I am writing to ask you to act on a matter which I believe is of primary importance, and on which you have a particular capacity to act.
The main focus of my theological and ecclesiological work for 30 years has been that of interchurch families and that neuralgic issue, admission to communion. I have also, for longer, been involved in other life issues such as capital punishment, abortion, and militarism, as part of a seamless garment approach covering human life from conception to natural death.
Yet I see one overarching issue quickly becoming preeminent, making these and all other issues pale into insignificance, their importance irrelevant in practice, effectively “out the window.”
As Pope Francis says in paragraph 2 of Laudato Si’, “[T]he earth herself, burdened and laid waste, is among the most abandoned and maltreated of our poor; she ‘groans in travail’ (Rom 8:22).” I believe that if we do not begin to develop a true respect for all life, of which we humans form part, we will not long have an earth filled with the biota which enable us humans tο survive.
There has been much said about mitigation. While essential, that is like learning to live in a burning house. What is needed is to prevent the house from burning.
I have written letters to politicians on the issue of climate change, and will continue to do so. They must be called to make decisions, even difficult ones, for the common good, with climate change being top of the list. Hopefully my letters will help to move them ever so slightly toward such decisions.
I believe the time has now come to take a different approach, and to write to those people who have the capacity to call others to take personal action and to do the same letter writing.
Within the church community, you are the person who most has that capacity. You have faithfully lived your priestly vocation. I ask you now to live fully your prophetic one. How might you do that?
Being in a position of some influence in civil matters, you can of course write letters to, or even meet with, politicians, attempting to persuade them to make decisions and take action on climate change. But you can, in your position as pastor, do far more.
You can tirelessly proclaim the goodness of God’s creation, our responsibility to serve as icons of God’s love in caring for that creation—and what will happen if we continue to live as we presently do, using far more of the earth’s resources than the earth can sustainably provide.
You can have your clergy and pastoral associates similarly proclaim that goodness, that same call for all the faithful so to serve.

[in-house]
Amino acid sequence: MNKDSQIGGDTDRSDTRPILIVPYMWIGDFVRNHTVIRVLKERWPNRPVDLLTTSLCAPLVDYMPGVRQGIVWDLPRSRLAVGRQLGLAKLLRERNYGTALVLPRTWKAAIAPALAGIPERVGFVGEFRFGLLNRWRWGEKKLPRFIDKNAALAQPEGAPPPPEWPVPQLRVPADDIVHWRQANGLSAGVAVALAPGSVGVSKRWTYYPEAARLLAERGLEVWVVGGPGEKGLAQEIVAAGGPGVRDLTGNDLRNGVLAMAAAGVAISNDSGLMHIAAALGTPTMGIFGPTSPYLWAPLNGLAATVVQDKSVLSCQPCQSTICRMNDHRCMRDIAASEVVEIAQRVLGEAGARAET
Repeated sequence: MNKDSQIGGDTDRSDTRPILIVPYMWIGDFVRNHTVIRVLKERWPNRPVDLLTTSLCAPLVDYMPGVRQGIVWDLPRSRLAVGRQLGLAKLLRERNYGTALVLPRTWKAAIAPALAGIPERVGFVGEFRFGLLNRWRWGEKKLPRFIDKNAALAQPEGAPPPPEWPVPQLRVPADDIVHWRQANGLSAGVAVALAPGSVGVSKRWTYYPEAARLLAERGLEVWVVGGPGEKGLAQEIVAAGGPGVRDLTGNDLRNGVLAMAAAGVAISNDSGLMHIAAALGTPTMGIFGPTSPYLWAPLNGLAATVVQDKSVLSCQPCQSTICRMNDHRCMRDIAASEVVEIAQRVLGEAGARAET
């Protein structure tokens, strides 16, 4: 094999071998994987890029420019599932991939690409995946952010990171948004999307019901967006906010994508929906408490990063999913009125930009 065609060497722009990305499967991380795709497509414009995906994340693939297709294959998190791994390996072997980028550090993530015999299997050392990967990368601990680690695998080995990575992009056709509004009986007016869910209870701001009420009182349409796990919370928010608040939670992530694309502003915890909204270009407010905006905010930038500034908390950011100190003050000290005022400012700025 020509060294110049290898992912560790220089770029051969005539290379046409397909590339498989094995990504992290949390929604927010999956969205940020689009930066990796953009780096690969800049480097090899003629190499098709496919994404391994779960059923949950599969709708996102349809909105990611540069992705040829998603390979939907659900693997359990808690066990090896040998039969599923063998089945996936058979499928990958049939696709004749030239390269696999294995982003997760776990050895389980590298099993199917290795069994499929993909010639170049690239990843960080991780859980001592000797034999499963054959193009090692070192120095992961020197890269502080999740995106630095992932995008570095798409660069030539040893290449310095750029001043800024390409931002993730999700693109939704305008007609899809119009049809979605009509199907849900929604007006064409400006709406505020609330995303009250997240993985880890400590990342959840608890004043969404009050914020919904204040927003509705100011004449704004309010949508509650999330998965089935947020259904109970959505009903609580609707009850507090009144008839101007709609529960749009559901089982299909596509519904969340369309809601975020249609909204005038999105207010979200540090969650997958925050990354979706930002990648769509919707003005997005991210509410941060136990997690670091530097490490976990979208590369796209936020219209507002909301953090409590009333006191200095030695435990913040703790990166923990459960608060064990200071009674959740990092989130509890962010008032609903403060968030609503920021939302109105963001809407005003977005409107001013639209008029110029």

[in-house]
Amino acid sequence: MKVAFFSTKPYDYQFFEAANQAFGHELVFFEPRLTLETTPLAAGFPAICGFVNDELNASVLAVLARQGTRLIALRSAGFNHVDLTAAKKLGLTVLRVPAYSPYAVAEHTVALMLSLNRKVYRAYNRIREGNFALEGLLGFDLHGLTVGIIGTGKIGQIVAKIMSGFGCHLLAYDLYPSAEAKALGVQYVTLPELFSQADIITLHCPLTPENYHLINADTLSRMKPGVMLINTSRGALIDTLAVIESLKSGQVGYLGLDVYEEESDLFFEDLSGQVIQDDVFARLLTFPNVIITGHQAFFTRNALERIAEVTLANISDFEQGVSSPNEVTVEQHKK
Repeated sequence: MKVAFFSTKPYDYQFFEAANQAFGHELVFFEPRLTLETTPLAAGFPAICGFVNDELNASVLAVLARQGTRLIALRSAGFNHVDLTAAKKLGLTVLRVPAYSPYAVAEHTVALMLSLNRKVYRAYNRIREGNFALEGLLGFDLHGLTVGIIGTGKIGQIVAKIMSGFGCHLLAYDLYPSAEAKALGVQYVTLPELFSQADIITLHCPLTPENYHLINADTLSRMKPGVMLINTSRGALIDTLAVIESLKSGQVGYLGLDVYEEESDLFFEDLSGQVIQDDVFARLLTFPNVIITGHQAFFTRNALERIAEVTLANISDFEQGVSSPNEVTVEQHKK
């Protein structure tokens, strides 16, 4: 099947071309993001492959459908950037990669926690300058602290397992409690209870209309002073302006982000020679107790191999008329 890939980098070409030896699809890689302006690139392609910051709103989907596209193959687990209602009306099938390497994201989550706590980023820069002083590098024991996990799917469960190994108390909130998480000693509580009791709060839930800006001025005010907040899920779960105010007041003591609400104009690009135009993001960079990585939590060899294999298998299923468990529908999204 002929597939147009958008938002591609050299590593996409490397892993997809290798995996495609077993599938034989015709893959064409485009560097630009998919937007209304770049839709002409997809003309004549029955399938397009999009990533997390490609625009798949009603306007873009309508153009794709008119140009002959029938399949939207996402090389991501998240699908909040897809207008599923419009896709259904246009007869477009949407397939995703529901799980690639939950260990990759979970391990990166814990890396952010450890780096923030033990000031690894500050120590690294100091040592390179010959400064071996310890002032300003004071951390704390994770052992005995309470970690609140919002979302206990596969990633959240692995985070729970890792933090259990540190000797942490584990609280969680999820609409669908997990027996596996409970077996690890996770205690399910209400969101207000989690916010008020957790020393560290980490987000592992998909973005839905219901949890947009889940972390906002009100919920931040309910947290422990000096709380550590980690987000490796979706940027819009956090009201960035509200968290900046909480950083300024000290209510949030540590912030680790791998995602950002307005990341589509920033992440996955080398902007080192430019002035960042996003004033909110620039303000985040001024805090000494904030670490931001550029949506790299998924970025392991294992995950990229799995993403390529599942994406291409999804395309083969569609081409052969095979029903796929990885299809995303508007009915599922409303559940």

You can take action yourself, and call on your people similarly to:
- transition to renewable resources
- encourage civic leaders to incentivize such transitions
- sever arrangements with financial institutions which continue to invest in fossil fuels
- call for introducing demand/behavior agreements with external customers
In short, you can call people to live in ways which care for God’s creation—and to persuade, in person or through the ballot box, their political representatives and civic leaders to do what needs to be done to reduce our impact on the planet, thereby helping save God’s creation from our mighty power to despoil it.
I ask you, therefore, to take seriously this godly prophetic work of calling all people, through the liturgy, through the scriptures, through the sermons that are preached from your pulpits, and through your own personal way of life, to focus on care for creation both personally and communally.
Only if we together begin to tip the scales in that direction will issues such as interchurch families, or the sanctity of human life at all stages, remain practically relevant. Until then, the whole world, and us as the thinking and morally responsible part of it, will be in danger.
Winnipeg, Manitoba, Canada
Ray Temmerman (Catholic), with his wife Fenella (Anglican), administers the website of the Interchurch Families International Network. A former Board member of the Association for the Rights of Catholics in the Church (ARCC), he continues to conduct research into the place of interchurch families and the gift they bring to their churches and the Church.